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Atmospheric Measurement Techniques An interactive open-access journal of the European Geosciences Union
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Volume 7, issue 10
Atmos. Meas. Tech., 7, 3233–3246, 2014
https://doi.org/10.5194/amt-7-3233-2014
© Author(s) 2014. This work is distributed under
the Creative Commons Attribution 3.0 License.
Atmos. Meas. Tech., 7, 3233–3246, 2014
https://doi.org/10.5194/amt-7-3233-2014
© Author(s) 2014. This work is distributed under
the Creative Commons Attribution 3.0 License.

Research article 01 Oct 2014

Research article | 01 Oct 2014

Retrieval of cirrus cloud optical thickness and top altitude from geostationary remote sensing

S. Kox1,*, L. Bugliaro1, and A. Ostler2 S. Kox et al.
  • 1Deutsches Zentrum für Luft- und Raumfahrt (DLR), Institut für Physik der Atmosphäre, Oberpfaffenhofen, Germany
  • 2Karlsruher Institut für Technologie, Institut für Meteorologie und Klimaforschung (IMK-IFU), Garmisch-Partenkirchen, Germany
  • *now at: European Organisation for the Exploitation of Meteorological Satellites (EUMETSAT), Darmstadt, Germany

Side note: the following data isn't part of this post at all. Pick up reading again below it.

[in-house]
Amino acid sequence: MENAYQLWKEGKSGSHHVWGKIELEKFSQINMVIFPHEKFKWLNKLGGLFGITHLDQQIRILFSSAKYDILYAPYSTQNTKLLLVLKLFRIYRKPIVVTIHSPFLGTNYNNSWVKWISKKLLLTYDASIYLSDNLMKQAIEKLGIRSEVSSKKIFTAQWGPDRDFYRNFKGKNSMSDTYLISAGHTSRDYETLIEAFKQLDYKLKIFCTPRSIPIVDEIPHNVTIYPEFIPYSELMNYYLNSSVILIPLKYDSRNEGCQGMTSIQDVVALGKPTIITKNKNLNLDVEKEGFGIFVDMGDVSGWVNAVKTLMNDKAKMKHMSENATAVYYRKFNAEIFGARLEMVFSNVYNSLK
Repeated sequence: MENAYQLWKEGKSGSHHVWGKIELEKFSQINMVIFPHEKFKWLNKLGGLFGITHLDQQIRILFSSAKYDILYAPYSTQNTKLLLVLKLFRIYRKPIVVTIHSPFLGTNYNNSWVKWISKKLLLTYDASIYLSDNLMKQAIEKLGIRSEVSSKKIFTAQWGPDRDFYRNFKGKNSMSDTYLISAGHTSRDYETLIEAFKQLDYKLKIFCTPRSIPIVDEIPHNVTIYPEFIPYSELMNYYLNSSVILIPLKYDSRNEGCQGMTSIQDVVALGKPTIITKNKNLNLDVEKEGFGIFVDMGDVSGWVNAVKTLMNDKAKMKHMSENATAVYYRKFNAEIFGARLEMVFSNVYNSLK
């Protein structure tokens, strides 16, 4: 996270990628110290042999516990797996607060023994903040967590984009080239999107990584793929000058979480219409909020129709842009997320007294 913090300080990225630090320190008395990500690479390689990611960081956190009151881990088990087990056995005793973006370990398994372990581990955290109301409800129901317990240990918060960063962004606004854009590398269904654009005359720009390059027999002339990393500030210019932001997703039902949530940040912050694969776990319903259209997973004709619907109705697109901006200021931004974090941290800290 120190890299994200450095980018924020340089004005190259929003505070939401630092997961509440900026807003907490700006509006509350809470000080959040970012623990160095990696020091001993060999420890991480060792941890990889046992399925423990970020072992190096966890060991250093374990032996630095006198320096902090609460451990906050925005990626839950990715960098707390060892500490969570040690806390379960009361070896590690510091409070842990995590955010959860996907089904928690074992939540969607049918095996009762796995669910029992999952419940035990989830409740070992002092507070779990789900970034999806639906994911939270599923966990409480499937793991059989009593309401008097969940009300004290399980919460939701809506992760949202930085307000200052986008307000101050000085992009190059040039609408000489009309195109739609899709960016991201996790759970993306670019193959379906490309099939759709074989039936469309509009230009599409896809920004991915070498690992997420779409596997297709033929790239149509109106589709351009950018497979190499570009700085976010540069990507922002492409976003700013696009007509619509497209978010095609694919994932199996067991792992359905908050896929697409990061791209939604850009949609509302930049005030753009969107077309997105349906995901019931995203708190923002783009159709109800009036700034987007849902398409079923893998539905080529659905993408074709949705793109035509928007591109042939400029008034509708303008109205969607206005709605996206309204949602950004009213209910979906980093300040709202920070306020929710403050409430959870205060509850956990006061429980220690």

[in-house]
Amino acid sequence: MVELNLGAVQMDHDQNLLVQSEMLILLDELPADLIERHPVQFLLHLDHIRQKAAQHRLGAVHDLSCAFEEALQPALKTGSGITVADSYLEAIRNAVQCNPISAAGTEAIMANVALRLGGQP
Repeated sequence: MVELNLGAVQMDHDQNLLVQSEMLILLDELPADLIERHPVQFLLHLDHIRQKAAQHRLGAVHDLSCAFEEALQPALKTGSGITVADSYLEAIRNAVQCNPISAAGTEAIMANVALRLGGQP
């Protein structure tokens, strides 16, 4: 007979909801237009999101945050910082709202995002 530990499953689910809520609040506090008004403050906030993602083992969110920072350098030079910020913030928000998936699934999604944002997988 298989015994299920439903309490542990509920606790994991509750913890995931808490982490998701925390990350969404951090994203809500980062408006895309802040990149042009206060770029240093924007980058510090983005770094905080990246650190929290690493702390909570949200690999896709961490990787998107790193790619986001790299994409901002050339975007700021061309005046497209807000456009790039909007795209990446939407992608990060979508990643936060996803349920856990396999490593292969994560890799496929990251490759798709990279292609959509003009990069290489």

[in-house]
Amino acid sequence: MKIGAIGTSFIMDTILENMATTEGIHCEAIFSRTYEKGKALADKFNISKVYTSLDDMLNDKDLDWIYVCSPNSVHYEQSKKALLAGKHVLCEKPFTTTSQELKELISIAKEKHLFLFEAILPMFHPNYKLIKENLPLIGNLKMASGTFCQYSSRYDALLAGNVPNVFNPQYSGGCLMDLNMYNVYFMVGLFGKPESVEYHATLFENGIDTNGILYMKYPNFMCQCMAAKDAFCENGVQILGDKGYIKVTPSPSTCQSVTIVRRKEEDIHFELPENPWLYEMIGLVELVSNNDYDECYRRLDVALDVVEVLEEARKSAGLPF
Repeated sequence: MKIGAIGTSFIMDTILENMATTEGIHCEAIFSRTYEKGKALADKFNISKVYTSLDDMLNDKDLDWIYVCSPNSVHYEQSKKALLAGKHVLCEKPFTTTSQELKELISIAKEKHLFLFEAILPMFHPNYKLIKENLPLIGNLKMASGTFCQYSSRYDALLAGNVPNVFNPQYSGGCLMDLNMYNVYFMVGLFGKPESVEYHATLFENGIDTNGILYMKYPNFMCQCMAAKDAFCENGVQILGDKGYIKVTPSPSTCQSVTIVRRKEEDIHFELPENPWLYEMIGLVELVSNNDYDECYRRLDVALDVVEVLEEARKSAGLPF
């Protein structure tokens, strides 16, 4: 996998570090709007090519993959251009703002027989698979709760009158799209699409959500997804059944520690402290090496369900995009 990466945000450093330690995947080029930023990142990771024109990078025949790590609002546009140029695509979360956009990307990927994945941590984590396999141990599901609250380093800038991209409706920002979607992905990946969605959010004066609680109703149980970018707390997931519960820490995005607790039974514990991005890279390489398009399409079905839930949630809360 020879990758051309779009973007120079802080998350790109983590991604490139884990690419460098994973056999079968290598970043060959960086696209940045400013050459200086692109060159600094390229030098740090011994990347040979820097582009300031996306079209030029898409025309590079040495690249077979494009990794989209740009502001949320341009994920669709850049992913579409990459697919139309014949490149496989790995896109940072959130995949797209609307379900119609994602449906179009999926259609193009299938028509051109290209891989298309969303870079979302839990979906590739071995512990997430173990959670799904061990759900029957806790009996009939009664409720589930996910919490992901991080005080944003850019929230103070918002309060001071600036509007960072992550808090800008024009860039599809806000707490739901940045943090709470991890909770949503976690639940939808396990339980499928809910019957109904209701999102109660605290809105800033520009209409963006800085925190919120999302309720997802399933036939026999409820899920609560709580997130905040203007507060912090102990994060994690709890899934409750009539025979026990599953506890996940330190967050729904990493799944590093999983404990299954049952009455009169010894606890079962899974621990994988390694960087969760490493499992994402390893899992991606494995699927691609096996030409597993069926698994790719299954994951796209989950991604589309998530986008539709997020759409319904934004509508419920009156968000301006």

Abstract. A novel approach for the detection of cirrus clouds and the retrieval of optical thickness and top altitude based on the measurements of the Spinning Enhanced Visible and Infrared Imager (SEVIRI) aboard the geostationary Meteosat Second Generation (MSG) satellite is presented. Trained with 8 000 000 co-incident measurements of the Cloud-Aerosol Lidar with Orthogonal Polarization (CALIOP) aboard the Cloud-Aerosol Lidar and Infrared Pathfinder Satellite Observations (CALIPSO) mission the new "cirrus optical properties derived from CALIOP and SEVIRI algorithm during day and night" (COCS) algorithm utilizes a backpropagation neural network to provide accurate measurements of cirrus optical depth τ at λ = 532 nm and top altitude z every 15 min covering almost one-third of the Earth's atmosphere. The retrieved values are validated with independent measurements of CALIOP and the optical thickness derived by an airborne high spectral resolution lidar.

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